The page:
— Jim Waterson (@jimwaterson) February 24, 2017
1.35 Speaking to Snell earlier this week, it was clear to me that he is in the fight for the long haul, and is keen to engage with non-voters. You can read more here.
1.30 Paul Nuttall is arriving at the Stoke count.
1.25 Rapper Professor Green is at the Stoke count. He’s apparently filming for a documentary.
1.23 Snell and Ruth Smeeth have arrived at the Stoke count, a strong indicator that an announcement is imminent.
1.21 Looks like we could be getting a result from Stoke soon, ballots all neatly stacked.
1.20 Worth remembering quite how unusual the uncertainty around tonight’s results actually is. Ordinarily, you’d expect an opposition party defending two seats that they’ve held for decades to handily win – perhaps increasing their majorities. However, these are not ordinary times, and Labour is currently far behind the Tories in the polls – one poll earlier this week handing Theresa May’s government an 18 point lead.
1.10 Suggestion we might now hear the Copeland result sooner than expected, perhaps even between 2.00 and 2.30.
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12.55 Here’s a cheering image from Stoke:
— Alison Mackenzie (@Alison1mackITV) February 24, 2017
12.50 Copeland’s turnout of 51.35 per cent is second only to Richmond Park, 53.44 per cent, for by-elections this parliament.
12.45 Last week the UKIP leader, and their candidate in Stoke, Paul Nuttall had a week to forget, where he went AWOL, insulted the memory of Hillsborough and had his ability to vote in the seat thrown into doubt. You can read all about it here.
12.35 Our editor Peter Edwards wrote a piece on Westminster’s neglect of Copeland, you can read it here.
Copeland’s turnout figures are in:
Turnout in #CopelandByElection has just been confirmed as 51.35%
— Copeland Council (@copelandbc) February 24, 2017
12.25 Tom Watson, Labour’s deputy leader, tweets:
— Tom Watson (@tom_watson) February 23, 2017
Guardian’s Jessica Elgot tweets:
BREAKING: Turn-out is 38.1% in Stoke, much higher than expected. Voters defy #stormdoris
— Jessica Elgot (@jessicaelgot) February 24, 2017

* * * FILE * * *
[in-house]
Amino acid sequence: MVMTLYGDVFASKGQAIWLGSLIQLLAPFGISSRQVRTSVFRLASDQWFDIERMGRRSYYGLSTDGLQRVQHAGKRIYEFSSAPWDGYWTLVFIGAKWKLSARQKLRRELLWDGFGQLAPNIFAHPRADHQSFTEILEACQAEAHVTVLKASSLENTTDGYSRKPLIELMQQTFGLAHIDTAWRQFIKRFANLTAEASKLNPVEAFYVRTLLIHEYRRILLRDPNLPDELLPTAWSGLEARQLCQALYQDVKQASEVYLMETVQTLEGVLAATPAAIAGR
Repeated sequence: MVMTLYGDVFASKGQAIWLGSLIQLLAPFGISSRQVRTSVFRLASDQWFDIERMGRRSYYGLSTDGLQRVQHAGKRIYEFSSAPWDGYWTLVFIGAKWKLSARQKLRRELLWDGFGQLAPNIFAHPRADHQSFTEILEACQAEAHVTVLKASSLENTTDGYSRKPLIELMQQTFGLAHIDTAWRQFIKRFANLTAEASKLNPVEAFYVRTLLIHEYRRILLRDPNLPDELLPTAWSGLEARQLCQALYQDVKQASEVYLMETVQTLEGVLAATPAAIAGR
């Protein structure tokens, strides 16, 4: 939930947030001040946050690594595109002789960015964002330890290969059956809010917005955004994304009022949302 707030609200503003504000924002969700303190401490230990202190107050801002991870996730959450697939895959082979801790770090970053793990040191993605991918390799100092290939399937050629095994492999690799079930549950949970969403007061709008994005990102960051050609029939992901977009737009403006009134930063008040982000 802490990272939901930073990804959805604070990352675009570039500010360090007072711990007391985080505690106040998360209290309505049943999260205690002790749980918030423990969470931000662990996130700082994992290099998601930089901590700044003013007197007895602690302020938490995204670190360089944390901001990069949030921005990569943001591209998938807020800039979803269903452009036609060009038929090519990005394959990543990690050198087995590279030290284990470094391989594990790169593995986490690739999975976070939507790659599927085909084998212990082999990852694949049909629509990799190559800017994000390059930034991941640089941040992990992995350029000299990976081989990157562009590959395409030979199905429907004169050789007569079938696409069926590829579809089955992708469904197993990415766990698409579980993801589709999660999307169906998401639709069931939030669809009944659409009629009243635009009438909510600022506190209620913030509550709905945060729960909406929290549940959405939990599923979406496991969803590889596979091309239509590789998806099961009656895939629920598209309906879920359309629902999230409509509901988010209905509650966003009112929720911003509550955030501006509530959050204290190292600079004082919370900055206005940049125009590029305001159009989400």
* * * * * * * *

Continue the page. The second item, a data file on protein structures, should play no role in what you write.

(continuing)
Decent turnouts are always thought to help Labour.
12.15 Former PPC for Rochester and Strood Naushabah Khan has written for us on her experience of fighting a by-election. She reaffirms the importance of standing up to UKIP, saying that a Labour victory in Stoke could be the perfect platform for a fightback against their politics of divisiveness. We should be getting Copeland’s turnout figures very soon.
12.00 Labour’s candidate in Stoke Snell tweets his thanks to the volunteers in the seat:
A huge heartfelt thank you to the 100s of volunteers who have helped in the #StokeCentral by-election. You have made our movement proud.
— Gareth Snell (@gareth_snell) February 23, 2017
11.45 On Monday I ventured to Stoke, visiting the Midlands seat to knock on doors, deliver a few leaflets and interview Labour’s candidate Gareth Snell. He said that beating Paul Nuttall could spell the end of the UKIP leader, and perhaps even the end of the party altogether. He feels that the by-election vote is a lot bigger than himself. He’s probably right.
11.35 However, in Copeland, the race is thought to be too close to call. Bookmakers are unfortunately thinking that the Conservatives are the more likely victors. This would be a landmark loss for Labour, as I said at 10.50, no opposition party has lost a seat to the government in a by-election since 1982. Indeed, it would be unlike the Conservative’s victory in Mitcham and Morden, which was triggered by the defection of a Labour MP to the SDP. This caused a further fracturing of the Labour vote. Tory sources are, according to The Guardian, not playing up their chances at the count.
11.20 The general feeling is that Labour are on course to hold onto Stoke, with most bookmakers giving us the edge in the Midlands seat. UKIP’s only MP, Douglas Carswell, has conceded that the “most likely outcome is Labour will win” on BBC Question Time. Let us hope he is right.
11.10 Last week, Peter Edwards, LabourList’s editor, visited Copeland and interviewed our candidate there, Gillian Troughton. She urged a vote for Labour as the only way to save vital NHS services in the seat.